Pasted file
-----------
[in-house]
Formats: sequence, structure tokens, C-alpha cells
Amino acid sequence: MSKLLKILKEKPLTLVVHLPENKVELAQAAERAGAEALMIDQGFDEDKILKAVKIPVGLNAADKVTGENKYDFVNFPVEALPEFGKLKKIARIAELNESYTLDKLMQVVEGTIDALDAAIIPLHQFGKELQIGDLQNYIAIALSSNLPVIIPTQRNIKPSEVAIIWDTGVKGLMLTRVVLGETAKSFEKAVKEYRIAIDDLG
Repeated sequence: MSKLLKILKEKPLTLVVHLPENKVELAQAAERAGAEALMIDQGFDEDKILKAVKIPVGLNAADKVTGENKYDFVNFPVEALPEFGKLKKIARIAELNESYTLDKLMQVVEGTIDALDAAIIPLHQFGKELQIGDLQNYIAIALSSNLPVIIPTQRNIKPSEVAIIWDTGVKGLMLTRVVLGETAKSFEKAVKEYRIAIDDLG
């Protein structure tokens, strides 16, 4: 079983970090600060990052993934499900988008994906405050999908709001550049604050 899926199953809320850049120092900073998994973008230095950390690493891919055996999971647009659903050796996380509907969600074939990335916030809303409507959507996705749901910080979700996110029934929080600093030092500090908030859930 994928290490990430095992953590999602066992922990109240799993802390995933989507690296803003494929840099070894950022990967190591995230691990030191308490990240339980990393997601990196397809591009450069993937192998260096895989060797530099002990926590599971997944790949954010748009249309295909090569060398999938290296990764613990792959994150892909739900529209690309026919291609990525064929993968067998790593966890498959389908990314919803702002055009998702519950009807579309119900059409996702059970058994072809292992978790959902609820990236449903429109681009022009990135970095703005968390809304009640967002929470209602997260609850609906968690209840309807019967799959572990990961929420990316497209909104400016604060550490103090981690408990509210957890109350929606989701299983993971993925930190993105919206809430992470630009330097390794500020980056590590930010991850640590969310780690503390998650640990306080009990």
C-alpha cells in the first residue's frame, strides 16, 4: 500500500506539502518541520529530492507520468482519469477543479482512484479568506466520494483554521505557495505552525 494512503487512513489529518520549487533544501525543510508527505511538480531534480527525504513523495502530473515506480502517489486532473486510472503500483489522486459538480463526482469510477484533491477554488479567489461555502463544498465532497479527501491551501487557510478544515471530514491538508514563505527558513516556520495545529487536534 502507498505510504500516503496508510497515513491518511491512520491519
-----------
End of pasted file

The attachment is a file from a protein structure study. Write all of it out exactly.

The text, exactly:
[in-house]
Formats: sequence, structure tokens, C-alpha cells
Amino acid sequence: MSKLLKILKEKPLTLVVHLPENKVELAQAAERAGAEALMIDQGFDEDKILKAVKIPVGLNAADKVTGENKYDFVNFPVEALPEFGKLKKIARIAELNESYTLDKLMQVVEGTIDALDAAIIPLHQFGKELQIGDLQNYIAIALSSNLPVIIPTQRNIKPSEVAIIWDTGVKGLMLTRVVLGETAKSFEKAVKEYRIAIDDLG
Repeated sequence: MSKLLKILKEKPLTLVVHLPENKVELAQAAERAGAEALMIDQGFDEDKILKAVKIPVGLNAADKVTGENKYDFVNFPVEALPEFGKLKKIARIAELNESYTLDKLMQVVEGTIDALDAAIIPLHQFGKELQIGDLQNYIAIALSSNLPVIIPTQRNIKPSEVAIIWDTGVKGLMLTRVVLGETAKSFEKAVKEYRIAIDDLG
């Protein structure tokens, strides 16, 4: 079983970090600060990052993934499900988008994906405050999908709001550049604050 899926199953809320850049120092900073998994973008230095950390690493891919055996999971647009659903050796996380509907969600074939990335916030809303409507959507996705749901910080979700996110029934929080600093030092500090908030859930 994928290490990430095992953590999602066992922990109240799993802390995933989507690296803003494929840099070894950022990967190591995230691990030191308490990240339980990393997601990196397809591009450069993937192998260096895989060797530099002990926590599971997944790949954010748009249309295909090569060398999938290296990764613990792959994150892909739900529209690309026919291609990525064929993968067998790593966890498959389908990314919803702002055009998702519950009807579309119900059409996702059970058994072809292992978790959902609820990236449903429109681009022009990135970095703005968390809304009640967002929470209602997260609850609906968690209840309807019967799959572990990961929420990316497209909104400016604060550490103090981690408990509210957890109350929606989701299983993971993925930190993105919206809430992470630009330097390794500020980056590590930010991850640590969310780690503390998650640990306080009990």
C-alpha cells in the first residue's frame, strides 16, 4: 500500500506539502518541520529530492507520468482519469477543479482512484479568506466520494483554521505557495505552525 494512503487512513489529518520549487533544501525543510508527505511538480531534480527525504513523495502530473515506480502517489486532473486510472503500483489522486459538480463526482469510477484533491477554488479567489461555502463544498465532497479527501491551501487557510478544515471530514491538508514563505527558513516556520495545529487536534 502507498505510504500516503496508510497515513491518511491512520491519